From Self-Publishing Review:
Having reviewed as much non-fiction as I have, you are bound to come across those who have “borrowed” other people’s work and not given them credit for it. It doesn’t happen often in traditionally-published works, but it does happen. As a green reviewer early on, I missed one that was a direct rip-off of another authors work. It was embarrassing, to say the least.
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My own recent experience with some plagiarized material turned up an author who, when discovered and rejected by a mainstream publishing house, turned to self-publishing their work to circumvent the process. They skimmed off the Internet and produce e-books of gleaned material, and are selling it to the unsuspecting public. And while we can point it out, there isn’t much else we can do.
When the self-publishing firm was made aware that the material was indeed plagiarized, it was removed. But the works reappeared at the same publisher. It probably would continue even if it was mentioned to the publisher again. And, of course, with all the various self-publishers out there, this material could continue in publication regardless of how often it is identified and removed. All the plagiarist does is move on to another self-publisher.
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There are some real questions that are going to rise in the self-publishing industry. As these incidents are brought to the surface, and eventually make the front page of the New York Times book section, how is self-publishing going to stand up to accusations of fraud and/or plagiarism? We want this field to open doors for authors who would never have been given a chance to present their work to the public because the publishing houses don’t see enough money in sales or do not have enough funding to publish all the really great books out there. And we have the ultimate question of how is the public going to know if the work is just a rip off of another person’s work?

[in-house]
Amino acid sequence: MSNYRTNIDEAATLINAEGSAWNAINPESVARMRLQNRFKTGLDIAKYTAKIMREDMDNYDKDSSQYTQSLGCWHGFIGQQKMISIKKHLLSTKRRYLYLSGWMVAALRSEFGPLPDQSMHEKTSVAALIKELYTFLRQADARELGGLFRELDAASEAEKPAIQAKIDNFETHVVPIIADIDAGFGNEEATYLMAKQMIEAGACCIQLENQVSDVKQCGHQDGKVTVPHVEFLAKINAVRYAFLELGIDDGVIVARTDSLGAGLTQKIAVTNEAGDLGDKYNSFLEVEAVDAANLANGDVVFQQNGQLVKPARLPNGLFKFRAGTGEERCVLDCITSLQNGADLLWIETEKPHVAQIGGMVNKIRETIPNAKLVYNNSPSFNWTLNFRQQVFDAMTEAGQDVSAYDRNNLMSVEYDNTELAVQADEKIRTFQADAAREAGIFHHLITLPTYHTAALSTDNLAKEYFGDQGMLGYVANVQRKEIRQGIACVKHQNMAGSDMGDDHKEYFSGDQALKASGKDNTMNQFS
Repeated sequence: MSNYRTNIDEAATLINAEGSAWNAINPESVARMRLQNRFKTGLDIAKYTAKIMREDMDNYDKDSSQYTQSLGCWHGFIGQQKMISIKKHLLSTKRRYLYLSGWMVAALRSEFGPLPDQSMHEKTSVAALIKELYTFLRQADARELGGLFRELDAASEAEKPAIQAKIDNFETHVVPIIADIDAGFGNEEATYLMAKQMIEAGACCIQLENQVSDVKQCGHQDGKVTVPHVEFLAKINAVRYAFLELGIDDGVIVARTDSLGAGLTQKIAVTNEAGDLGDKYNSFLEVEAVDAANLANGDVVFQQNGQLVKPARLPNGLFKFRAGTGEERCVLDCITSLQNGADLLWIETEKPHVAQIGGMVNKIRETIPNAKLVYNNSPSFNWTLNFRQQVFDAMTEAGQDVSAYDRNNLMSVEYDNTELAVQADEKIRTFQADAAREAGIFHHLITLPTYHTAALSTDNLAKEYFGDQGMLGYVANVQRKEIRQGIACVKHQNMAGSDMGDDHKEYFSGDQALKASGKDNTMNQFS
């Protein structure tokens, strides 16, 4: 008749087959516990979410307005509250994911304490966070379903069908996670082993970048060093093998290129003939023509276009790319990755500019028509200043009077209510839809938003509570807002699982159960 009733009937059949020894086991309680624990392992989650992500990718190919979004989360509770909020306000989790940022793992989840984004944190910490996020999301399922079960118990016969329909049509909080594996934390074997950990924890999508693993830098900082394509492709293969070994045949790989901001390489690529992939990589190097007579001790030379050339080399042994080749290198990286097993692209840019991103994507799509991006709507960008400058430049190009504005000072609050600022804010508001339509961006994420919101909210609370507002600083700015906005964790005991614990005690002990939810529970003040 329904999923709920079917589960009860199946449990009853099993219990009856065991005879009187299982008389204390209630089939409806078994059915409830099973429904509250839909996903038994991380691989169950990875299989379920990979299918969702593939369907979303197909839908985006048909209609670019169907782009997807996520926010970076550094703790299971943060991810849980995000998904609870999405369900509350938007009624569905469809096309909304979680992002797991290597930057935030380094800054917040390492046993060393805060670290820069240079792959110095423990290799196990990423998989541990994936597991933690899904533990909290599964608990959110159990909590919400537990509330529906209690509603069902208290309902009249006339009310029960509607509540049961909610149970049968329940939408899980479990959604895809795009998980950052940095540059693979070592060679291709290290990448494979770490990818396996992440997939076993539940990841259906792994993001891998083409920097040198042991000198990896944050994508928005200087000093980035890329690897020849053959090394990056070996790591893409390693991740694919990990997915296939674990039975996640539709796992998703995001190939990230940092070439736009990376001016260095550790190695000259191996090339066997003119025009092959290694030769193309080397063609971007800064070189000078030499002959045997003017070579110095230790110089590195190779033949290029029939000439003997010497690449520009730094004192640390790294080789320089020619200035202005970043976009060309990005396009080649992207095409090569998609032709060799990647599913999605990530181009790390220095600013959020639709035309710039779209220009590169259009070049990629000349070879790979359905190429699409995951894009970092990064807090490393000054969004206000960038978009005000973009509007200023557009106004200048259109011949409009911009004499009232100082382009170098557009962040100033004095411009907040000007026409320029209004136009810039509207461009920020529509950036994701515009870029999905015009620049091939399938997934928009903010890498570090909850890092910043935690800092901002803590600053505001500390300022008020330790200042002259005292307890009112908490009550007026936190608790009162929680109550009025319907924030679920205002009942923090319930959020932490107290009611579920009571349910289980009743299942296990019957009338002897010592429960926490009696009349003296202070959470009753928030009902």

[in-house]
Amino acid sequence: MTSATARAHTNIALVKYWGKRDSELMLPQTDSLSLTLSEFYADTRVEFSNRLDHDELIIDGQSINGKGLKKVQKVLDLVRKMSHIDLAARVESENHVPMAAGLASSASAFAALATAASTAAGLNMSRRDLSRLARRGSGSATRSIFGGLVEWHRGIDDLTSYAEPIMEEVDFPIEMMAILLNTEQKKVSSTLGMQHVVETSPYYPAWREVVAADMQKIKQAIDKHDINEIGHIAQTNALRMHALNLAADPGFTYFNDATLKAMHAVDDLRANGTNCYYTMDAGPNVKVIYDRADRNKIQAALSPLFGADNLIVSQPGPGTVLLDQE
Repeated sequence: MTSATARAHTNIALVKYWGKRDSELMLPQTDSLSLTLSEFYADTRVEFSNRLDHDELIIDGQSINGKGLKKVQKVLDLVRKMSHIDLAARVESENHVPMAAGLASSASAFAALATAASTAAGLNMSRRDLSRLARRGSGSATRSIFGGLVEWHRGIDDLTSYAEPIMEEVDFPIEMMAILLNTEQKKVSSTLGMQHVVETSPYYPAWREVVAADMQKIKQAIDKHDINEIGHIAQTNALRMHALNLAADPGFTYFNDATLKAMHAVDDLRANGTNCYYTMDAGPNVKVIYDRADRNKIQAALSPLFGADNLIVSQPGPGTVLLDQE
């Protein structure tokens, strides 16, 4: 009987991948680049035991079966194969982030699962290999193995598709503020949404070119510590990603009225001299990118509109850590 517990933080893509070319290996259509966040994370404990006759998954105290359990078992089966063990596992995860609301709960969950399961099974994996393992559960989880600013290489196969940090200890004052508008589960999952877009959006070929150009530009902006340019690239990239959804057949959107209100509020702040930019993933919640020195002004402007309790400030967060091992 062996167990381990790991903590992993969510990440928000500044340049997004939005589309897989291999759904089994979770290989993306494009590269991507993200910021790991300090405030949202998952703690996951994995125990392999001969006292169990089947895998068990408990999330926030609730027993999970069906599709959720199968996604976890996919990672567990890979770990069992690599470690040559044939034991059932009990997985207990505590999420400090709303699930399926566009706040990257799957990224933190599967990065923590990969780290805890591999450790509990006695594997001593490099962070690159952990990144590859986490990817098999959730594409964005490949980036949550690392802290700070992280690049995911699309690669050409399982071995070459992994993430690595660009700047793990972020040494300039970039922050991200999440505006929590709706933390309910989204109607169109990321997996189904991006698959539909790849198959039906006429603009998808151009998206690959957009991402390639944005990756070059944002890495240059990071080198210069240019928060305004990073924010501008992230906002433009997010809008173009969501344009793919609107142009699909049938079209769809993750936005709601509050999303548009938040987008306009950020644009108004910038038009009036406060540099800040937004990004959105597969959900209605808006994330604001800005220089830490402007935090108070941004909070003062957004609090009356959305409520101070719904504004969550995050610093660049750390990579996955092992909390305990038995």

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Having discovered plagiarized work and exposed it in the past, I also know what dishonorable authors (read: con-artists) will do when they have their backs against the wall. Some of them lash out and attack viciously. Others just take the money and run. Someone has to say something, and there is never a “polite” way of saying “the material in this book is copied from other copyrighted sources [insert sources here] and therefore is plagiarized.”
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What is needed is a service that will check all books issued (notice I said ALL books) and report these plagiarized works. What we also need are self-publishers that will use this service and remove titles that have been so indicated. Where would the funding come from? Well, I would suggest all the publishers involved, including big houses, would also benefit from this. It would probably boil down to pennies per book, but in the long run, it would protect the copyrights of legitimate authors, it would protect both publishers, self-publishers and vendors from issues with plagiarized work, and it would discourage plagiarism and copyright theft. And in the long run, give the public honest work.
Link to the rest at Self-Publishing Review